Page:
The planet, now known as PDS 70b, is shown orbiting within a huge spinning "protoplanetary disc" of gas and dust, which proves it is continuing to accumulate matter, and so is not yet fully formed.
European Southern Observatory teams used a powerful planet-hunting instrument called SPHERE on the Very Large Telescope in the Atacama Desert, Chile, to produce the image. The analysis shows that PDS 70b is a giant gas planet with a mass a few times that of Jupiter.
The first clear image of a planet - the bright point to the right of centre - caught in the very act of formation around the dwarf star PDS 70. "The problem is that until now, most of these planet candidates could just have been features in the disk".
They also deduced that it has a cloudy atmosphere.
PDS 70 is a youngster itself, a 4.5-million-year-old T Tauri star surrounded by a circumstellar disc of gas and dust about 130 astronomical units across, or about 19 billion kilometres (12 billion miles). It takes the planet 120 years to orbit the star, which fits with astronomers' predictions that gas giants would need to form quite far from their stars. That blob is a coronagraph - a mask that researchers apply directly onto the star, lest its light blocks out everything else in the image. Two sets of researchers, published in two different papers in the journal Astronomy & Astrophysics on Monday, detailed how a planet is formed.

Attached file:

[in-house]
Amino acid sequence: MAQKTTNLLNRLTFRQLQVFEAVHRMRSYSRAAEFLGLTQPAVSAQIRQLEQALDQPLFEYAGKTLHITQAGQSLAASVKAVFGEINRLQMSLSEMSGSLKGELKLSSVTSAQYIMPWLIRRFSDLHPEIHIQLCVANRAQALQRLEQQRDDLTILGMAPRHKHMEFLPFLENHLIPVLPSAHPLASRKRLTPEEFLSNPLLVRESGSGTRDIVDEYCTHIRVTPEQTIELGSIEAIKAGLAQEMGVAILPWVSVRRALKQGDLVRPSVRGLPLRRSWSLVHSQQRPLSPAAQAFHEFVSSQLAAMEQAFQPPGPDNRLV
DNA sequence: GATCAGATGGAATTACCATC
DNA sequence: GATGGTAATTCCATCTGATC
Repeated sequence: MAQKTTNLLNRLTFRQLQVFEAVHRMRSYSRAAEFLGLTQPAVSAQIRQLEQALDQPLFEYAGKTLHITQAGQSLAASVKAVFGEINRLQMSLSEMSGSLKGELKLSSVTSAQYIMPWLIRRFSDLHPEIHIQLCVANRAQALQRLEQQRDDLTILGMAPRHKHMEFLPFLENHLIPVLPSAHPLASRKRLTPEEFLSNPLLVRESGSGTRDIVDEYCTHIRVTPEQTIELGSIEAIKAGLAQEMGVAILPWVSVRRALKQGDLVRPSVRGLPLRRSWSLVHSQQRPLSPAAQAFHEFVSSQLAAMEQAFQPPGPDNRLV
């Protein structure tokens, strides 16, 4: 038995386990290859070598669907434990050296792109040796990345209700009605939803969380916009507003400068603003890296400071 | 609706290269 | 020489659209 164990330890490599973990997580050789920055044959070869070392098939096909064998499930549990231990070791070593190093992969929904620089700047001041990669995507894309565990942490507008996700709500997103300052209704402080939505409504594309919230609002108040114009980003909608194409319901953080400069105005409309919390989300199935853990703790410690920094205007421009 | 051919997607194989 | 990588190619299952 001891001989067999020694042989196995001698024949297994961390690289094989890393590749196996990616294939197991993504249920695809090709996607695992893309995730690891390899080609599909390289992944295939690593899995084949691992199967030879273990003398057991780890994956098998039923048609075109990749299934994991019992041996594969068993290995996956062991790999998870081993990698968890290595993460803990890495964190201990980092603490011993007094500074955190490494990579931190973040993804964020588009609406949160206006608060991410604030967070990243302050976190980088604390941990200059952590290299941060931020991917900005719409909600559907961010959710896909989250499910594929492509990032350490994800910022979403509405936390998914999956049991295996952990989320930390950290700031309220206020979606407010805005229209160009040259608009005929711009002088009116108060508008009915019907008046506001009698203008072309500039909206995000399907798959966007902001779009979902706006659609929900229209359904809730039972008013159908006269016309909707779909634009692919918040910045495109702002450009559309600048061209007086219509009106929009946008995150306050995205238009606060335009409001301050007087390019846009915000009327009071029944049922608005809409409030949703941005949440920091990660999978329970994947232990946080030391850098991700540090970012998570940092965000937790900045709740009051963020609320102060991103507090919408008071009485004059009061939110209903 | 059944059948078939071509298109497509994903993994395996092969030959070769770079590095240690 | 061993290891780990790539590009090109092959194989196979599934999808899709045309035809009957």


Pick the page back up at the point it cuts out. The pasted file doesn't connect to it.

In the images, the newborn planet rips through the material surrounding the star.
"After more than a decade of enormous efforts to build this high-tech machine, now SPHERE enables us to reap the harvest with the discovery of baby planets!"
Capturing a planet's birth is exceptionally hard because it's often too far away to see on a telescope.
"Keppler's results give us a new window onto the complex and poorly-understood early stages of planetary evolution", said astronomer André Müller of the MPIA.
Despite the fact that it can take ages for a planet to fully form, actually capturing the process of planet formation has proven to be incredibly hard.
Astronomers observing circumstellar disks shredded with gaps, rings and spirals have long thought planet formation could be behind these structures.